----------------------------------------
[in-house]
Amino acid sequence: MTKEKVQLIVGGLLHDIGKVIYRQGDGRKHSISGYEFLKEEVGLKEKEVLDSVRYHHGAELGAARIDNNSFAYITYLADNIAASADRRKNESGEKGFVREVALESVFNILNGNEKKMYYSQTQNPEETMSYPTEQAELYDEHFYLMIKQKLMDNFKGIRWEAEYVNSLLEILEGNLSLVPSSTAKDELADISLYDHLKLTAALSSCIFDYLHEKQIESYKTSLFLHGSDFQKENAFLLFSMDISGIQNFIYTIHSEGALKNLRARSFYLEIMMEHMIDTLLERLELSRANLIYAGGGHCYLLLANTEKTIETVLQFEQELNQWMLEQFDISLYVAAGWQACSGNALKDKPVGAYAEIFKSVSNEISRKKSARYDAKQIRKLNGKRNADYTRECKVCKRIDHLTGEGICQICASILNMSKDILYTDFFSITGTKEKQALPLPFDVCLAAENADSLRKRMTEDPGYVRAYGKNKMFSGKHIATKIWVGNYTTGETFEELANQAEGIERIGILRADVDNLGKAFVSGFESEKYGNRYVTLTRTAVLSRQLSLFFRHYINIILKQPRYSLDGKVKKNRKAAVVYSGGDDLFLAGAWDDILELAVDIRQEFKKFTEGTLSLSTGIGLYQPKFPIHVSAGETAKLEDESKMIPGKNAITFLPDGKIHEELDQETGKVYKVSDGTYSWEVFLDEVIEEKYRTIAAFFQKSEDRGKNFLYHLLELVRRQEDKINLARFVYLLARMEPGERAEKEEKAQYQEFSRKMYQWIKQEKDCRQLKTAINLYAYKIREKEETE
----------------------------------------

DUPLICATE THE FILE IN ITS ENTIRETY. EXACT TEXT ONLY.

[in-house]
Amino acid sequence: MTKEKVQLIVGGLLHDIGKVIYRQGDGRKHSISGYEFLKEEVGLKEKEVLDSVRYHHGAELGAARIDNNSFAYITYLADNIAASADRRKNESGEKGFVREVALESVFNILNGNEKKMYYSQTQNPEETMSYPTEQAELYDEHFYLMIKQKLMDNFKGIRWEAEYVNSLLEILEGNLSLVPSSTAKDELADISLYDHLKLTAALSSCIFDYLHEKQIESYKTSLFLHGSDFQKENAFLLFSMDISGIQNFIYTIHSEGALKNLRARSFYLEIMMEHMIDTLLERLELSRANLIYAGGGHCYLLLANTEKTIETVLQFEQELNQWMLEQFDISLYVAAGWQACSGNALKDKPVGAYAEIFKSVSNEISRKKSARYDAKQIRKLNGKRNADYTRECKVCKRIDHLTGEGICQICASILNMSKDILYTDFFSITGTKEKQALPLPFDVCLAAENADSLRKRMTEDPGYVRAYGKNKMFSGKHIATKIWVGNYTTGETFEELANQAEGIERIGILRADVDNLGKAFVSGFESEKYGNRYVTLTRTAVLSRQLSLFFRHYINIILKQPRYSLDGKVKKNRKAAVVYSGGDDLFLAGAWDDILELAVDIRQEFKKFTEGTLSLSTGIGLYQPKFPIHVSAGETAKLEDESKMIPGKNAITFLPDGKIHEELDQETGKVYKVSDGTYSWEVFLDEVIEEKYRTIAAFFQKSEDRGKNFLYHLLELVRRQEDKINLARFVYLLARMEPGERAEKEEKAQYQEFSRKMYQWIKQEKDCRQLKTAINLYAYKIREKEETE